Universal wanted to entice adventurers with some slick, fast, fast, and ultimately dangerous rides.
With the shutdown affecting virtually every walk of life, those who count on paying customers to walk through their turnstiles have been hit especially hard. One of those industries, theme parks, has been slowly trying to bring life back to the parks in a safe and satisfying manner. “Safe” being the key word.
But what happens in normal times, when “safe” doesn’t happen? Universal Orlando Resort is about to find out as a lawsuit is being brought on to them by a New York tourist who was recently, and tragically, paralyzed on the Punga Racers water slide in their newly opened Volcano Bay water slide park.
Universal’s Volcano Bay opened a mere three years ago to much delight. Trying to compete with rival Disney World, who boasts two water slide parks to their resume, Universal wanted to entice adventurers with some slick, fast, fast, and ultimately dangerous water slide rides. With slides that have names such as Krakatau, Kala & Tai Nui, Tonga of Taniwha, Puihi of Maka Puihi, and Ohyah of Ohyah & Ohno Drop, it sounds like there is plenty of fun to be had. But then there is the Punga Racers. Fun, yes. Dangerous, unfortunately. Lawsuits, definitely.
The Punga Racers slide is a single person slide with four lanes to it. Racers get in their lanes, racing down to see who can beat the other to the bottom. Initially, this was a face-first ride, with passengers laying on a mat, then going balls out to the bottom of the run, landing in a large catch pool below. That is where the trouble began.
To date, at least 115 people have reported injuries on the ride. The injuries range from scrapes and nose bleeds to neck-whiplash, concussion, and the aforementioned paralyzed patron. Not only have guests been injured but two ride safety testers were hurt on the slide.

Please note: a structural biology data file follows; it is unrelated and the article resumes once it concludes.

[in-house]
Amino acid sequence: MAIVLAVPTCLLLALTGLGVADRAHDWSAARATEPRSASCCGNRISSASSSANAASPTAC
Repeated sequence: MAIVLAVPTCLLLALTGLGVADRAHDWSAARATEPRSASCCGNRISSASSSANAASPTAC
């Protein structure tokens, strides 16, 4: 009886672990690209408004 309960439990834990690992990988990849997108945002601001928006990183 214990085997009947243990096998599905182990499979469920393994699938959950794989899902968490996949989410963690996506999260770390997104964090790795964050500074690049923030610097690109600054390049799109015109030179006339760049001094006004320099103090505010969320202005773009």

James Bowen is the gentleman who was paralyzed on the ride. In 2019 he was jamming down when he hit the catch pool, snapping his neck back violently. It paralyzed him immediately as his face lay in the water until his wife and Universal employees could come to his rescue. The family is asking for damages as Bowen’s attorney said in a statement, “He was paralyzed while riding a water slide at Universal’s Volcano Bay in a way that Universal could absolutely foresee because during testing for the ride before it opened up, a test rider was injured in the exact same way, and they decided to open the ride anyway.”
Universal Spokesman Tom Schroder said in their countering statement via the Orlando Sentinel, “More than 1.5 million guests have experienced this ride, with Mr. Bowen’s injury being the single, reportable one. That said, we take every injury seriously and have a safety-first culture that places the safety of our guests and team members above everything else. When there is an injury of any kind, we immediately begin an investigation and review.” His statement continued, “Our process is rigorous and detailed and there are often many opinions as we arrive at a conclusion or work to resolve an issue. We are confident in our process and in the safety of our rides.‘’ Recently, the slide was shut down for refurbishment and reopened as a body slide without mats, one that riders now go down feet first.
With 115 injuries reported, Bowen’s tragic injury lawsuit may not be the only one the water park has to defend.